A socio-ecological study of the Wolfgat Nature Reserve and the neighbouring Mitchells Plain community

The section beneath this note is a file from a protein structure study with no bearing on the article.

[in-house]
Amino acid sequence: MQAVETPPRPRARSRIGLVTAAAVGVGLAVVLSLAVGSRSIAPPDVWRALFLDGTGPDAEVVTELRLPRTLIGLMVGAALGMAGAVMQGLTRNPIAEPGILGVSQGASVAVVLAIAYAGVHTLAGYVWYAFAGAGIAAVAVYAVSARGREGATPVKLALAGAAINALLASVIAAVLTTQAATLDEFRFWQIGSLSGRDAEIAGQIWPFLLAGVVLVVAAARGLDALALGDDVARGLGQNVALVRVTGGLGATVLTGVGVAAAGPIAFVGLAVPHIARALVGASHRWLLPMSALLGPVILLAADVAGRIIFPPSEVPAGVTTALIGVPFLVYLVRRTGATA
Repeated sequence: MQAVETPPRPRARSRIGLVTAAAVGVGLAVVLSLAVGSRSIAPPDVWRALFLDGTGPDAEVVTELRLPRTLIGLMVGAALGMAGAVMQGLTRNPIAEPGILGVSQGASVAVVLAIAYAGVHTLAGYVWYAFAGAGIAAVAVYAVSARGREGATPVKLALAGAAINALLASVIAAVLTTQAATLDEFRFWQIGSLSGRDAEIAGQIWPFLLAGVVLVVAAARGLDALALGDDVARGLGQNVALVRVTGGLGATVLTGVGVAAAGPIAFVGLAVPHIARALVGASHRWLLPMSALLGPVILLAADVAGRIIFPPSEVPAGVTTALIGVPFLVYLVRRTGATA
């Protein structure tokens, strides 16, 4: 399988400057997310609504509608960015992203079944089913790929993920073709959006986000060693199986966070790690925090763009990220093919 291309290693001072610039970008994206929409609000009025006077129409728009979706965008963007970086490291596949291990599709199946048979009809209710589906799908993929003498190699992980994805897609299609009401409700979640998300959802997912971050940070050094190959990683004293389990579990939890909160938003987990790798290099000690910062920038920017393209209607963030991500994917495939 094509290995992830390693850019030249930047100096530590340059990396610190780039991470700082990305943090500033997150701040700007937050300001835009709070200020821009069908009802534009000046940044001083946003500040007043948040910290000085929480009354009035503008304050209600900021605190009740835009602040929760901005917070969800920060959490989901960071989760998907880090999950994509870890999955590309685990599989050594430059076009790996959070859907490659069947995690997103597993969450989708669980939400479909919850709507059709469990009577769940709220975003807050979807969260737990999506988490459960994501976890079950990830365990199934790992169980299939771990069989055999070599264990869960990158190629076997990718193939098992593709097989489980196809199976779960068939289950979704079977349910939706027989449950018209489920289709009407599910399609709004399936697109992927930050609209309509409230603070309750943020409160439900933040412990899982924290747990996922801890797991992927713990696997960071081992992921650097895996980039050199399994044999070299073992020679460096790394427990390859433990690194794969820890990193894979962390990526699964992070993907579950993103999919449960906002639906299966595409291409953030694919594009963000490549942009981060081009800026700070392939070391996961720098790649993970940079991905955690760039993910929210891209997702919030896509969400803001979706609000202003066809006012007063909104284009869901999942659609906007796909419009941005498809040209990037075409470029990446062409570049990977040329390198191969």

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Wolfgat Nature Reserve, experiences a severe security threat level due to violent crime as a result of its location and the social challenges facing the Cape Flats community of Mitchell’s Plain. The WNR has for a long period of time, received largely negative newspaper coverage. Mitchell’s Plain experiences immense socio-economic pressures, such as high unemployment, a flourishing gang controlled criminal economy and extremely high levels of drug abuse, which has further torn its social fabric, as a result of underdevelopment and isolation as a result of old government policies such as those of Apartheid. 190 newspaper articles published between 1994 and 2013 were analysed using, content, narrative and stakeholder analysis, to determine the nature of the coverage of Wolfgat in the news as well as the context wherein these events occurred. The lack of social control, inadequate law enforcement capacity and underdevelopment, to which the community, law enforcement and the local government are central, were found to be the underlying cause for the threat WNR experiences due to violent crime in particular. The success of an urban nature reserve such as WNR is thus highly contingent on the success of the Mitchells Plain community. It is difficult to separate the criminal threats facing the reserve and the community from the development of the area. For the criminal threat faced by the WNR to be effectively addressed, the socio-economic development needs of the community need to be met and effective crime prevention and control strategies implemented. For the conservation of WNR to be successful in overcoming the threat posed by crime, the local community needs to be mobilised to take control of the area, by enforcing social control and creating a defensible space in collaboration with the central stakeholders’ such as SAPS, the City of Cape Town and the Nature Conservation staff of WNR.